Event report

Luxury Club breakfast: Exploring the Metaverse


Talk of the ‘metaverse’ – an all-encompassing, simulated environment allowing users to interact with each other virtually – has recently accelerated.

The metaverse offers boundless creative opportunities for luxury brands as well as enabling them connect with customers on an even deeper level.  

On 5th October, members of our Luxury Club had the chance to find out more about the metaverse and its implications for luxury in a presentation by Anant Sharma, CEO of Matter of Form Group. 

This was followed by a panel discussion with industry experts Charlotte Shaw, Chief Marketing Officer at BlockBar and Ian Edwards, Connection Planning Director at Facebook, and moderated by Sarah Shannon.

Missed the event? Read our summary of the main takeaways below. 


What is the ‘metaverse’ and why the hype? 

Apple CEO Tim Cook recently commented that the metaverse remained poorly understood. It is often referred to in obscure terms like ‘the future of the Internet’, as a glorified video game experience, or simply a new term for cyberspace – and headlines about ‘metaverse spending’ often simply refer to online sales.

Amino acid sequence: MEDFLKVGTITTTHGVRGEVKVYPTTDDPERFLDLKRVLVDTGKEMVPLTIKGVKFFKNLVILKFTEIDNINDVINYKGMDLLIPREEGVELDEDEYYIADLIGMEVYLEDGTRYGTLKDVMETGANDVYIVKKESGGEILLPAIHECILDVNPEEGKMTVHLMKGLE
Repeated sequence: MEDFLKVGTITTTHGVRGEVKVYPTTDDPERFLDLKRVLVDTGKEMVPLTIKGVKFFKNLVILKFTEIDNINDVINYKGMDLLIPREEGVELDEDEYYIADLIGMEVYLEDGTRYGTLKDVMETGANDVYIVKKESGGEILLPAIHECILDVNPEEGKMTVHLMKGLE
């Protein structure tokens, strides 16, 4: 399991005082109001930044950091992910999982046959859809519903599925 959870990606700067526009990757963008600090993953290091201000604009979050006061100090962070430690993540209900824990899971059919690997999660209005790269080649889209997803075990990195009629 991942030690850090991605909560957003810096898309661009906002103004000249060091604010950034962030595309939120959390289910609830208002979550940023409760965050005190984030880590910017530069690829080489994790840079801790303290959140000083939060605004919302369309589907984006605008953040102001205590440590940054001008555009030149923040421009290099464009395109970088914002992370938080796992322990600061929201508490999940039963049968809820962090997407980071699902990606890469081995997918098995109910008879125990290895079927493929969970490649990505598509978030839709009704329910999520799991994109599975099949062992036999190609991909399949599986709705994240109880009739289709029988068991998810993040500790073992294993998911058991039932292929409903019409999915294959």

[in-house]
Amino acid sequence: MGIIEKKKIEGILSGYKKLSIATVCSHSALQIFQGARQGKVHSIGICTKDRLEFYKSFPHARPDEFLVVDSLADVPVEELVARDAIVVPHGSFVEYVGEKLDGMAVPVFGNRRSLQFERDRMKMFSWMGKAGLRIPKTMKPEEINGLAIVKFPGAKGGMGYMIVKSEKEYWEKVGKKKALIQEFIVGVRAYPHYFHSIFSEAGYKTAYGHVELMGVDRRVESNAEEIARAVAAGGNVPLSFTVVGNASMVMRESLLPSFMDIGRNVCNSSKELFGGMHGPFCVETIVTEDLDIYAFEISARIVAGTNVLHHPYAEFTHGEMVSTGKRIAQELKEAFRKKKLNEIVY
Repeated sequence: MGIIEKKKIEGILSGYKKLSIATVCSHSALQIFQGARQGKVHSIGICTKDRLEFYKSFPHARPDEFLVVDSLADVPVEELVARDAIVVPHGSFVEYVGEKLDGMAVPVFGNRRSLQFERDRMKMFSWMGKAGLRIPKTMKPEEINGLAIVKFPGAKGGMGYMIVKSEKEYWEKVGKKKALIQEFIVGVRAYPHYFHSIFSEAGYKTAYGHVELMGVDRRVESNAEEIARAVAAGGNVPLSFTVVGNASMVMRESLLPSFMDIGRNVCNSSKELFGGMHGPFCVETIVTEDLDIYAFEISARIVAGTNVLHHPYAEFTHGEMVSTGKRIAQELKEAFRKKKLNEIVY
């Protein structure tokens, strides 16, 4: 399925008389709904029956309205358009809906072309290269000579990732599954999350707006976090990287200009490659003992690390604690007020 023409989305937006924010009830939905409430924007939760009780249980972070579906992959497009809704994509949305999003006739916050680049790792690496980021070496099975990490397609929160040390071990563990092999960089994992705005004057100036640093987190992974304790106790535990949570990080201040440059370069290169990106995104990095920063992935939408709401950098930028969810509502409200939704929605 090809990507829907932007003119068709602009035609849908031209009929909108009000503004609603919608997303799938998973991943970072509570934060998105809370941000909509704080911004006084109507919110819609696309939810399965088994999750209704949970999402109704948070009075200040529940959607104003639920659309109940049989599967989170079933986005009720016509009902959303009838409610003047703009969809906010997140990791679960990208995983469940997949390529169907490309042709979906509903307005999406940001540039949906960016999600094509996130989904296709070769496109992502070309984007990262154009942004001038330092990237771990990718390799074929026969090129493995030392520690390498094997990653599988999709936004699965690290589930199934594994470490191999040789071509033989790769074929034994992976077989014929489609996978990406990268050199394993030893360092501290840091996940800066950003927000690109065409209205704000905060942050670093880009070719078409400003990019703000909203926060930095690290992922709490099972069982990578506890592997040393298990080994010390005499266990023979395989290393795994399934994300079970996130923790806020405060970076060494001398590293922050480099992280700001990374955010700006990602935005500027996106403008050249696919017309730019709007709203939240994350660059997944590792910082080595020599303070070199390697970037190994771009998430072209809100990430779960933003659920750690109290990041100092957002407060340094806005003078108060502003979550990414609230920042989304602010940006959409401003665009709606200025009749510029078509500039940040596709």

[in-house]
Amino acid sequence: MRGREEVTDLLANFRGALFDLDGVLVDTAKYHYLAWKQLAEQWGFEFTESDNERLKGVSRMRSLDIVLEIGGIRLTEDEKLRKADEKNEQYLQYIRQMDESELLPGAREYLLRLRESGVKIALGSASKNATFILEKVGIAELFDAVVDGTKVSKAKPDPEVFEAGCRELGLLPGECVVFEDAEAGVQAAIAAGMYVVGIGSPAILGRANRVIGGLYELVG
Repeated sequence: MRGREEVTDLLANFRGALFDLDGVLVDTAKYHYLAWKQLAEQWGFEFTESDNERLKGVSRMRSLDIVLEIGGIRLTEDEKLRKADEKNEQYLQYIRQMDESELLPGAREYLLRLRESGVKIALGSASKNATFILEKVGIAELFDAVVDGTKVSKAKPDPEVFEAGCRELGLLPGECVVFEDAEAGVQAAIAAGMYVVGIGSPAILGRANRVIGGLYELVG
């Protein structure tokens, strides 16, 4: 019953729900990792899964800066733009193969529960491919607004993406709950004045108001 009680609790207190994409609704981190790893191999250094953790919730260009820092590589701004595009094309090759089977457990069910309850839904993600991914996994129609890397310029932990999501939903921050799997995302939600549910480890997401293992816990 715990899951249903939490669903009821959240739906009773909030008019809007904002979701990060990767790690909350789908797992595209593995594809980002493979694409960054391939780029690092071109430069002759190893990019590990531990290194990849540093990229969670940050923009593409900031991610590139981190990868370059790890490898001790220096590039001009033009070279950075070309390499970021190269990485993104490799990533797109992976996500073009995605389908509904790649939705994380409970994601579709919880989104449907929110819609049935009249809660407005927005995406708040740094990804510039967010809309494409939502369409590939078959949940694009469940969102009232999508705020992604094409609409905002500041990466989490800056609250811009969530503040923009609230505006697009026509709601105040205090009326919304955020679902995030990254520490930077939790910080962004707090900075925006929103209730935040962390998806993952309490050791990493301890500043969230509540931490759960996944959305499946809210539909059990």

Virtual reality vs augmented reality  

Misunderstandings about the metaverse often stem from confusion between the terms ‘virtual reality’ and ‘augmented reality’. One crucial factor sets these two apart, however. Virtual reality immerses the user in a world which is just that: virtual and unconnected with the real world. Augmented reality, on the other hand provides a contextual overlay of information which gives new, richer meaning to a real-world setting. It is this technology that the metaverse is built upon.